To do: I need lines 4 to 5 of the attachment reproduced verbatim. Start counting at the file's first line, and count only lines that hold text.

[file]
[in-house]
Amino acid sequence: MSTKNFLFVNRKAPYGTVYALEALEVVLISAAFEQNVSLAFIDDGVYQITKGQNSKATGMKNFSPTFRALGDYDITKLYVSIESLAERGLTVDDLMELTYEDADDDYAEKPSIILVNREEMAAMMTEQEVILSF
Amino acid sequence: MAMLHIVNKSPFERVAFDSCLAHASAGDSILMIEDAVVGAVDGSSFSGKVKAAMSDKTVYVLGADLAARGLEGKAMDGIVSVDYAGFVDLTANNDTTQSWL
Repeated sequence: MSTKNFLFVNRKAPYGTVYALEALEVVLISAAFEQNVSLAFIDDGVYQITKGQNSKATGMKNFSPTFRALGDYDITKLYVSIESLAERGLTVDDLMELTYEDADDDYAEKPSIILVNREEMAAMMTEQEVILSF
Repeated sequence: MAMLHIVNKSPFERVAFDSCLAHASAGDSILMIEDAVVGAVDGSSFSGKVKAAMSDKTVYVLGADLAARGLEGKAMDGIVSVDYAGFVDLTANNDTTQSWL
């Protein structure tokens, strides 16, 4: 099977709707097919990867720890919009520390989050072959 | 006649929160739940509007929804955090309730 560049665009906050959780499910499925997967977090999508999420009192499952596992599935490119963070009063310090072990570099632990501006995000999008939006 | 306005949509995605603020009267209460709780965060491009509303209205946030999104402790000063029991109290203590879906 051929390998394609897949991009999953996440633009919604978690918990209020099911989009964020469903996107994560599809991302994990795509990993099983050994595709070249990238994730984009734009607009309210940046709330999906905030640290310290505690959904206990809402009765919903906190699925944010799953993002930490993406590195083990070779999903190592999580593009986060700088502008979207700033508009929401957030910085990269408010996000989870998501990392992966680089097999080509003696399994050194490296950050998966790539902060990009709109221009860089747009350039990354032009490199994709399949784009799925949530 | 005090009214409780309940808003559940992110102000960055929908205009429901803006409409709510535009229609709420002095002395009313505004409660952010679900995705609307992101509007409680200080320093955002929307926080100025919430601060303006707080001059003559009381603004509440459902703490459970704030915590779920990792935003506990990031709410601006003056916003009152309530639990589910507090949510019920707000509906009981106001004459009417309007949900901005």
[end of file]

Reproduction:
Repeated sequence: MSTKNFLFVNRKAPYGTVYALEALEVVLISAAFEQNVSLAFIDDGVYQITKGQNSKATGMKNFSPTFRALGDYDITKLYVSIESLAERGLTVDDLMELTYEDADDDYAEKPSIILVNREEMAAMMTEQEVILSF
Repeated sequence: MAMLHIVNKSPFERVAFDSCLAHASAGDSILMIEDAVVGAVDGSSFSGKVKAAMSDKTVYVLGADLAARGLEGKAMDGIVSVDYAGFVDLTANNDTTQSWL